A Practical Path for a Successful Planet
If you have not read Part 1, please read it first here
Promising parts for a new vision of ecological sustainability are already afoot. India, Bolivia, Ecuador and districts in the state of Pennsylvania and throughout New England have enacted Earth-centered constitution declaring, for example, the inalienable rights of “natural communities and ecosystems,” to possess the same rights to survival and “living well” as humans. You can read more about this here and in the newly released book, The Rights of Nature: The Case for a Universal Declaration on the Rights of Mother Earth, produced by the Council of Canadians, Global Exchange and Fundacion Pachamama.
Unfortunately, it is still legal to “make money” (especially gobs of it) without being truly accountable for the negative side-effects of production. When windfall monetary gain and supernatural power for their own sake are the primary motivation for work, care is both diminished and devalued. Sacrificing profits is avoided at all costs to the point that doing business becomes fanatical, unrelinquishable, and manically pursued with religious zeal. This is driven by the dictatorship of the linear, left brained, conquer and dominate mentality. Extending this plummeting and primarily profits-based mentality to considering our planet’s current and future energy choices underlies our current ecological, economic and health crises.
In contrast, an Eco-centric paradigm favors economic choices based on what might allow humanity to survive with a standard of living worth being alive for: clean air, water, food, good health, happy and healthy children in birthright possession of their full mental capacities and with their limbs all in tact. Please add to this birthright a still wild, fertile, and a highly diversified ecosystem which nurtures us on every level. Making extraordinary amounts of money through heartless work is innocuous enough if it did not negatively impact the rest of the world. But this is not reality, and by definition, likely impossible.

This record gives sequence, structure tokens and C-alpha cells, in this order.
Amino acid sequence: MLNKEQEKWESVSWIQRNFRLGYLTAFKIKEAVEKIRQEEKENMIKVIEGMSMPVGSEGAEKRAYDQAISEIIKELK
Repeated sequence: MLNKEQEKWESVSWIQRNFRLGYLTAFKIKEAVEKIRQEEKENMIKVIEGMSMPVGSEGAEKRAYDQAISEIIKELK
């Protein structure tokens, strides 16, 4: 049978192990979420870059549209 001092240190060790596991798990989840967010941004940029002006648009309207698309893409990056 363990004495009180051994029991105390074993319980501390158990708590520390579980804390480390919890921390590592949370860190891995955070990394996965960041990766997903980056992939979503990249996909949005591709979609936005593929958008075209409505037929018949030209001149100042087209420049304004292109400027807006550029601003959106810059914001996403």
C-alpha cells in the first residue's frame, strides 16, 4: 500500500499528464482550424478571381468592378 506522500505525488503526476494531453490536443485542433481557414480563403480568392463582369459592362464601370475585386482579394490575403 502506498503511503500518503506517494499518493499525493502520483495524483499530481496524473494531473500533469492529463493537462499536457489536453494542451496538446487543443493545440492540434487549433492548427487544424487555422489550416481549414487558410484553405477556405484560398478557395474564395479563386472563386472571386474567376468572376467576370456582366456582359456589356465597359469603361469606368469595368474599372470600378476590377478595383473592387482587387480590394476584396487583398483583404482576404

Excessive greed to the degree of pervasive violence to the rest of life, along with its attendant lack of soul, are hastening planetary collapse. Intense greed is a misplaced spirituality, the acting out of an impoverished and vacuous inner life. When we use greed and monetary success for their own sake to accumulate resources and symbols of power rather than becoming powerful and resourceful through a rich inner life, sustainable progress is crippled. Inner resourcefulness allows us to deeply enjoy, be filled by, and want to protect the simple beauties of life. We may find ourselves not needing, nor even wanting, external complexities that impede our direct experience of beauty and genuine fulfillment. We discover that we actually have to fight off what others bust their butts to attain: needless stuff.
The myriad forms of greed and hoarding are attempts to satiate the longing for true power—the power of love, the abundance and enjoyment of natural beauty, and the peace of mind that comes from inner security. Inner security is that rooted in self-knowledge and the confidence and courage to honestly face and be transformed into a better person through life’s challenges, including the relentless impositions of National Security!
At the other end of the eco-social spectrum we have the New Age movement whose idea of creating “abundance” is fine when pursued for basic life necessities and perhaps a few luxuries. But when pursued beyond what is needed to lead a reasonably comfortable, sustainable and soulful life, the quest for “abundance” is but a euphemism, a disguise for the same perversion of power and consumerism that is undermining our commonwealth, our souls, our unhampered joy, and the whole of Nature.